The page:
Qinhong "Max" Hu, an associate
professor of earth and environmental sciences in the UT Arlington College of Science, has been
named a fellow by The Geological Society of
America, an honor reserved for scientists making distinguished
contributions to the geosciences.
Hu has been at UT Arlington since 2008. Prior to that, he worked at the U.S Department of Energy’s Lawrence Livermore National Laboratory and Lawrence Berkeley National Laboratory. His research specialty is in describing and exploring the processes by which fluids (air, water and hydrocarbon) move through porous and fractured porous media in the Earth, such as tight rock formations.
Hu has published more than 80 peer-reviewed journal articles and numerous other works focused on resources management, environmental remediation and waste isolation. He is currently the principal investigator on $625,000 in grants to study fracture-matrix interaction in gas recovery in North Texas’ Barnett Shale.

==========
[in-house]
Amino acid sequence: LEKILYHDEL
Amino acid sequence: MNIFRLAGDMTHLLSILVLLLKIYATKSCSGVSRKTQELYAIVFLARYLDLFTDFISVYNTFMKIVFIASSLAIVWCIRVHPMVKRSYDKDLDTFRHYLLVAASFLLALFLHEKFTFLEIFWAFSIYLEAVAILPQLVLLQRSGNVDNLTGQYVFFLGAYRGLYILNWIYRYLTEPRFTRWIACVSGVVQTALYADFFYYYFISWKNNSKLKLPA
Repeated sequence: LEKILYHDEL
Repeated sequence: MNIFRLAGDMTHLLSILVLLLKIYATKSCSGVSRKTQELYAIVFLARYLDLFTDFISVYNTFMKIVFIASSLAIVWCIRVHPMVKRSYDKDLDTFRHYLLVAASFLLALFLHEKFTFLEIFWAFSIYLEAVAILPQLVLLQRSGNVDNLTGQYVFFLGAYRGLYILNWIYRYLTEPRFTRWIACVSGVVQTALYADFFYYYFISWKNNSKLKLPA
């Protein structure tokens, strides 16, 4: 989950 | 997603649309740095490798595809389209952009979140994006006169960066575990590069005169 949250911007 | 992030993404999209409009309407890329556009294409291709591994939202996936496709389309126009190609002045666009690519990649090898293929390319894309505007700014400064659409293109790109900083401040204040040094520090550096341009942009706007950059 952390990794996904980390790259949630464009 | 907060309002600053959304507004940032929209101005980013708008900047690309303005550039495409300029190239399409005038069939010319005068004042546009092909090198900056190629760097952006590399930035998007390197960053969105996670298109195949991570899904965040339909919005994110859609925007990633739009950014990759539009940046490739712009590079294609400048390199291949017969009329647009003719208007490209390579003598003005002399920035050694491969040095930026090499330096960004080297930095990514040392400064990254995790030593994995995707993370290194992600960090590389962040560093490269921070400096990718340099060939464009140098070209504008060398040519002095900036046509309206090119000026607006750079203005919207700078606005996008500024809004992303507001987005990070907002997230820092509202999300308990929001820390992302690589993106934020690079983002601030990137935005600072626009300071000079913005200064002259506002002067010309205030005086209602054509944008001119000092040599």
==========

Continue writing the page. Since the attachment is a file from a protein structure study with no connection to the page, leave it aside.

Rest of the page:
Hu also led a project to study physics and uranium geochemistry in sediments related to the Hanford 300 Area in Washington, an area contaminated by years of nuclear weapon development and manufacturing.
"Dr. Hu's world-class efforts to advance earth science are evidenced by an impressive history of publications, presentations, funding and professional honors, " said Pamela Jansma, dean of the UT Arlington College of Science. "As a newly-named fellow, he will undoubtedly continue these contributions in the years to come."
The Geological Society of America (GSA) is a global professional society with a growing membership of more than 25,000 individuals in 107 countries.
Hu was one of 63 fellows named this spring at the Geological Society’s Council meeting. He will be formally recognized at the Society’s yearly meeting in October in Denver, Colo.
Hu is an example of the outstanding faculty at UT Arlington, a comprehensive research institution of about 33,800 students and more than 2,200 faculty members in the heart of North Texas. Visit www.uta.edu to learn more.